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BOOK REVIEW: The Fungus by Harry Adam Knight

The Fungus is a romp of a horror story, mixing black-humour with a classic Promethean horror motif of science run amok. Part of Valancourt Book’s revamp of 1970s and 80s creature horror, The Fungus delivers on the nostalgia and a wickedly grotesque monster, well, mutated fungi really, but they aren’t without animation. The story is packed with action, gross-out moments and good old, fashioned 1980s sex scenes, a la Eric Van Lustbader.

A pesky scientists whose trying to solve world hunger, a female no less (right on, man, er I mean, woman), unwittingly creates an enzyme that when it is released into the atmosphere causes all the fungi it touches to mutate. As fungi are quite literally everywhere, an athlete’s foot or itchy yeast infection become a death sentence (tut, roll eyes – meddling women! Whatever next, a woman Prime Minister? Oh, wait Margaret Thatcher is PM then and Theresa May – at least at the time of writing – is now – poignant contemporary parallel anyone?). The fungus spreads quickly (like a Bros song), knocking out London first and then quickly moving across the rest of the country, leaving the UK isolated in a mire of it’s own making (poignant contemporary parallel anyone?).

Read the full review on Storgy.com.

By |2020-04-22T14:38:34+01:00April 22nd, 2020|Uncategorized|0 Comments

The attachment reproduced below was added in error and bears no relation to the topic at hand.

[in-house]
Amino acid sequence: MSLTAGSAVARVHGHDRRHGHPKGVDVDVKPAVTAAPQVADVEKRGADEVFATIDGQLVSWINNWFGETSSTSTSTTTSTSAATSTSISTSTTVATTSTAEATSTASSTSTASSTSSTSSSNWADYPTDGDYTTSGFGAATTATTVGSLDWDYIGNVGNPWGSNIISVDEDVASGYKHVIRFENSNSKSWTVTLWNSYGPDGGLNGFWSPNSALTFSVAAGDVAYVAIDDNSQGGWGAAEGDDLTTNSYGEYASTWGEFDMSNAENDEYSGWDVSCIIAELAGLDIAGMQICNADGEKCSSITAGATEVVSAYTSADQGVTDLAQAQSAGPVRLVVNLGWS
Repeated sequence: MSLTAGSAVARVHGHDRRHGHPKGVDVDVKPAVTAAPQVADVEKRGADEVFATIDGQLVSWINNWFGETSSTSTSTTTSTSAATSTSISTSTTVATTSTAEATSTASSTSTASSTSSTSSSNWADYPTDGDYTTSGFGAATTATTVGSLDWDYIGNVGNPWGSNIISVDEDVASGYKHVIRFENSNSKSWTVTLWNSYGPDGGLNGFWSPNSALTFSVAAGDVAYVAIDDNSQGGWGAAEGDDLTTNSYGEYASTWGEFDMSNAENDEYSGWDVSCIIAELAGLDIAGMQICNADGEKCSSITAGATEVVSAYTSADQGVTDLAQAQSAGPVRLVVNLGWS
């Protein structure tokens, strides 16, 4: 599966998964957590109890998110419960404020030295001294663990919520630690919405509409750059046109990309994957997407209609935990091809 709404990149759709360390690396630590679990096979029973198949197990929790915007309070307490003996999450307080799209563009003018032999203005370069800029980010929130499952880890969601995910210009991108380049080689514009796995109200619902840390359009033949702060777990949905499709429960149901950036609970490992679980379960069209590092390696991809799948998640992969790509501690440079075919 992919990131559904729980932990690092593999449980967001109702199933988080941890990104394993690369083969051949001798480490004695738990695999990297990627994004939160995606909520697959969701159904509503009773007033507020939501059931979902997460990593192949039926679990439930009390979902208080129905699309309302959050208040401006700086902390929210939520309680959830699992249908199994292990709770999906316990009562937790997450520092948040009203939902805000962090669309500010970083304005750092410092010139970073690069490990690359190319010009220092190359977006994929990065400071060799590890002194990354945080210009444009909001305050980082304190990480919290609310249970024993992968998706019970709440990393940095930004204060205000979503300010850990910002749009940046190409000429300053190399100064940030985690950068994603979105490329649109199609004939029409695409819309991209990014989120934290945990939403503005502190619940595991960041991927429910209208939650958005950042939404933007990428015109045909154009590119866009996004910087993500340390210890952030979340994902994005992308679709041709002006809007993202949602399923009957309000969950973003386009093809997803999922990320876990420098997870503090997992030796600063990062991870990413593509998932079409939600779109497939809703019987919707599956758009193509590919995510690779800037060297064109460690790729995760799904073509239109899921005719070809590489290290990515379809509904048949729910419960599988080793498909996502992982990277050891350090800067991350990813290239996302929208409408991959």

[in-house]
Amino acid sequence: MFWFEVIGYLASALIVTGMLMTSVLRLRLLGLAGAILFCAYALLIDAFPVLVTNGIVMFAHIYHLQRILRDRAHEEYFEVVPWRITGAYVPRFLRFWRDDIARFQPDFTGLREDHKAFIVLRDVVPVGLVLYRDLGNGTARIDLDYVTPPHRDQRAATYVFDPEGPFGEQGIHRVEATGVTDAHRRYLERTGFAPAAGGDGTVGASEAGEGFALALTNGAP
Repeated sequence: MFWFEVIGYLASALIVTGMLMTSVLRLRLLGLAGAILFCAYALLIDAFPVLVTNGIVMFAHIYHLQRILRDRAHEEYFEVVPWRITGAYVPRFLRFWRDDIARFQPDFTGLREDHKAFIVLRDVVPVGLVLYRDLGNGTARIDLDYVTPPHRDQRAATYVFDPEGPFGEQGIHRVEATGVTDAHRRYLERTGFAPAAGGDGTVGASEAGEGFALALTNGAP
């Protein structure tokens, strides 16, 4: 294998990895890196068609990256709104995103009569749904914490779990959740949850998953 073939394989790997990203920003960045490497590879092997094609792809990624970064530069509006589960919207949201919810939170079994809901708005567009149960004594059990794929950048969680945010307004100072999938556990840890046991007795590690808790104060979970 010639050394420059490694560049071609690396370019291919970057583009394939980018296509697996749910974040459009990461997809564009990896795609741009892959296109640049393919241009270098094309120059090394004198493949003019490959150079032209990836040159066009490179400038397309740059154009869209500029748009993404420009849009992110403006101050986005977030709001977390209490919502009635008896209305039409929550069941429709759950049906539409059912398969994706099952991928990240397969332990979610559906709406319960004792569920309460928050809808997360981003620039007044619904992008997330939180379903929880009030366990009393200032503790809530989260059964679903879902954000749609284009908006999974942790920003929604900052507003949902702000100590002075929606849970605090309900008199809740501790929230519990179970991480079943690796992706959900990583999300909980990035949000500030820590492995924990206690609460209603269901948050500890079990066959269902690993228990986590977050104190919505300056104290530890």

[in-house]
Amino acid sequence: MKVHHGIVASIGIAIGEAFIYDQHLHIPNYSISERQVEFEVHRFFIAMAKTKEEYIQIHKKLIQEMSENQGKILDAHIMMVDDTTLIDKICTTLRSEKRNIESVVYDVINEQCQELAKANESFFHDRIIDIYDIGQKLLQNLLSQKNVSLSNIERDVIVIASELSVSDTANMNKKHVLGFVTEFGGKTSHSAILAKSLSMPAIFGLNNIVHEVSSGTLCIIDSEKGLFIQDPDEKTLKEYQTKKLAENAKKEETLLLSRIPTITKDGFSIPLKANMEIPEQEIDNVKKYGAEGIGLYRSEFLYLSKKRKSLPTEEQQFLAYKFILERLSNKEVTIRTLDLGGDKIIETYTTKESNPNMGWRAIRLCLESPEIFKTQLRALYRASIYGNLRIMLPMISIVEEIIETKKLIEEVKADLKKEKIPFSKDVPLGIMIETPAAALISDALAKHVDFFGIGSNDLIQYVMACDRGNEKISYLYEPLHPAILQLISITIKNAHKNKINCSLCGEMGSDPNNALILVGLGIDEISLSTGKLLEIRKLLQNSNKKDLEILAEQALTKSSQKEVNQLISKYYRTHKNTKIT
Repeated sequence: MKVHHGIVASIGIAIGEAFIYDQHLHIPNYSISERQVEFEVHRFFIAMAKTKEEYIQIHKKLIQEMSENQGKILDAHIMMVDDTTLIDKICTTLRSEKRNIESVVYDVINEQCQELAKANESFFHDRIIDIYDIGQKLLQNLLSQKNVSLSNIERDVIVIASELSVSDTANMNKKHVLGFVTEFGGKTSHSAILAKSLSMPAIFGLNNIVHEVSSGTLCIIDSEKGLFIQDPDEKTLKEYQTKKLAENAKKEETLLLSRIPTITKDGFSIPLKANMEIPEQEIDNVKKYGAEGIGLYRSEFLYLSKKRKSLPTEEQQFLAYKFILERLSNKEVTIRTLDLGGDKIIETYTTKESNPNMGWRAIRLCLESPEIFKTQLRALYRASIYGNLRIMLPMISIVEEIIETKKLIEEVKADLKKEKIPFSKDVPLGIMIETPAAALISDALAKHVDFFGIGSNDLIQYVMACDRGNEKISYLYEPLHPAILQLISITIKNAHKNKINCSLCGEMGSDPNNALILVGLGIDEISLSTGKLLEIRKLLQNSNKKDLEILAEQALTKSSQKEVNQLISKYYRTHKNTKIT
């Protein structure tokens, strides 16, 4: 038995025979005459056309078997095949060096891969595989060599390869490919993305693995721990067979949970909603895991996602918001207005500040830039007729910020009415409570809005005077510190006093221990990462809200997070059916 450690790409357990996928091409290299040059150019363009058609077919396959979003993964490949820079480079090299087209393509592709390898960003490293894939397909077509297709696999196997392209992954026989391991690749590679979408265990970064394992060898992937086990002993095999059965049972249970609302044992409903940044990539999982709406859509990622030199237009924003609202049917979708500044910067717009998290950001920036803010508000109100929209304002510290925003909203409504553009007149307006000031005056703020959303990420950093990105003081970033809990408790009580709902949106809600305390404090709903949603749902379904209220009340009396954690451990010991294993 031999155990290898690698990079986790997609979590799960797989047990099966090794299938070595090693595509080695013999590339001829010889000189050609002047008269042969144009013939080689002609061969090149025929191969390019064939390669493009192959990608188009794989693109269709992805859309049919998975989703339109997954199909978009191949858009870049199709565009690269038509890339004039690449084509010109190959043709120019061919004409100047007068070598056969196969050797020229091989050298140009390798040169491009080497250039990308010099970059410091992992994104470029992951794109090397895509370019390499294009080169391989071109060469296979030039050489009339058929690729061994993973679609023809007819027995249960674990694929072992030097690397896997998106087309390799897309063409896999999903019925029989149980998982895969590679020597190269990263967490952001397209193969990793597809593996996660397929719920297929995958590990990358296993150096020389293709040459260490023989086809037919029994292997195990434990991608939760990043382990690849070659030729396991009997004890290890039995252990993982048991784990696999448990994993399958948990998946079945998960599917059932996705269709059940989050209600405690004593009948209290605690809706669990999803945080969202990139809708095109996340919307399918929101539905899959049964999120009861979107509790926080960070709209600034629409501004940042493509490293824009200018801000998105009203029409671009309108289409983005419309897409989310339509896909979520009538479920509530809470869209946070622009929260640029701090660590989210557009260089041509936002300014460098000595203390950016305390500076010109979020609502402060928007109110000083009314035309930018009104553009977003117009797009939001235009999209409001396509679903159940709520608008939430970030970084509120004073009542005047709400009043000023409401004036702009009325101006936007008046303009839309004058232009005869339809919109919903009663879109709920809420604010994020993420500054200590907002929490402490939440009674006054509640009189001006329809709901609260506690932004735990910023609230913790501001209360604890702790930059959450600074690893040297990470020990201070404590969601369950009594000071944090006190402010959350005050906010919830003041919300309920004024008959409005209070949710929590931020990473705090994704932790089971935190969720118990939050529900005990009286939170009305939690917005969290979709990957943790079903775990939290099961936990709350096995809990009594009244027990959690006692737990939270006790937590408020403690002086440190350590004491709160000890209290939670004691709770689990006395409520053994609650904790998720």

Book Review: Anno Dracula – One Thousand Monsters by Kim Newman

More Gothic and Victorian literary intertextuality that you can shake a wooden stake at. Slicker than a tanto blade after seppuku with only faintly marred with staccato transitions into action scenes. So sharp it might cut itself with its own cleverness. (Read the full review here.)

By |2020-04-22T14:37:07+01:00April 22nd, 2020|Book Reviews|0 Comments

Book Review: The Last Dog on Earth by Adrian J Walker

I haven’t enjoyed a book quite as much as this in a long time. A post-apocalyptic dystopian ripping yarn, which is both funny and moving in equal measure. A reflection on what might happen if the more intolerant, nationalistic elements of the Bretix movement become amplified. Nothing particularly new in the post-apocalyptic vision, however, the richly drawn characters enable Adrian J Walker to use the tropes of the genre to say something engaging and profound about our current situation, and more so about our humanity. Read the full review here…

By |2020-04-22T14:47:59+01:00January 2nd, 2019|Uncategorized|0 Comments

How It Ends

Netflix tries its hand at funding an end of the world movie, with some top dollar actors. And largely its good. While the script plays out some predictable tropes, such as the father-in-law-to-be relationship, got to get from here to way over there journey, whilst everything is falling apart and people screw each other over – it handles them professionally, without excessive cheese-whiz and it doesn’t feel the need to go for an ending that wraps everything up in a neat little bow… (full review here).

By |2020-04-22T14:52:24+01:00July 12th, 2018|Uncategorized|0 Comments